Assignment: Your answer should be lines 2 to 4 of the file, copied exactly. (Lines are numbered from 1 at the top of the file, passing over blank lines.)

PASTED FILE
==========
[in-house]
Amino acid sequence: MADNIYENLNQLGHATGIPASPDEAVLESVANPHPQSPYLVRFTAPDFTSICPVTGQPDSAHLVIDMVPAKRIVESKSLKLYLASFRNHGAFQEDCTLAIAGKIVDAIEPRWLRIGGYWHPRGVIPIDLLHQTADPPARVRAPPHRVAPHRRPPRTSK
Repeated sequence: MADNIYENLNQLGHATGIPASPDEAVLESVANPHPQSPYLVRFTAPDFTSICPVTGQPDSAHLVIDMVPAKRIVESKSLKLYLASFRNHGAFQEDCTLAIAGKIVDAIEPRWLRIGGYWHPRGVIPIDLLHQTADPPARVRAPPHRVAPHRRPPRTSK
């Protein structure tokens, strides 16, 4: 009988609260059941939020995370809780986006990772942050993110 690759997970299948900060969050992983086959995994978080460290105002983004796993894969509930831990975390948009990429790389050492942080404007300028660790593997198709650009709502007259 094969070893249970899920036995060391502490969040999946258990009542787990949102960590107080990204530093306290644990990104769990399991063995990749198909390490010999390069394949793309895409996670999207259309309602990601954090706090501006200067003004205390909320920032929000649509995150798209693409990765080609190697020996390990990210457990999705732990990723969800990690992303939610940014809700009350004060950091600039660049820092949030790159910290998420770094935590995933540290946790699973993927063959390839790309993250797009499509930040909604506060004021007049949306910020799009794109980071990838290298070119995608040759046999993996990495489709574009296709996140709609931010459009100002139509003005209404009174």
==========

Amino acid sequence: MADNIYENLNQLGHATGIPASPDEAVLESVANPHPQSPYLVRFTAPDFTSICPVTGQPDSAHLVIDMVPAKRIVESKSLKLYLASFRNHGAFQEDCTLAIAGKIVDAIEPRWLRIGGYWHPRGVIPIDLLHQTADPPARVRAPPHRVAPHRRPPRTSK
Repeated sequence: MADNIYENLNQLGHATGIPASPDEAVLESVANPHPQSPYLVRFTAPDFTSICPVTGQPDSAHLVIDMVPAKRIVESKSLKLYLASFRNHGAFQEDCTLAIAGKIVDAIEPRWLRIGGYWHPRGVIPIDLLHQTADPPARVRAPPHRVAPHRRPPRTSK
């Protein structure tokens, strides 16, 4: 009988609260059941939020995370809780986006990772942050993110 690759997970299948900060969050992983086959995994978080460290105002983004796993894969509930831990975390948009990429790389050492942080404007300028660790593997198709650009709502007259 094969070893249970899920036995060391502490969040999946258990009542787990949102960590107080990204530093306290644990990104769990399991063995990749198909390490010999390069394949793309895409996670999207259309309602990601954090706090501006200067003004205390909320920032929000649509995150798209693409990765080609190697020996390990990210457990999705732990990723969800990690992303939610940014809700009350004060950091600039660049820092949030790159910290998420770094935590995933540290946790699973993927063959390839790309993250797009499509930040909604506060004021007049949306910020799009794109980071990838290298070119995608040759046999993996990495489709574009296709996140709609931010459009100002139509003005209404009174």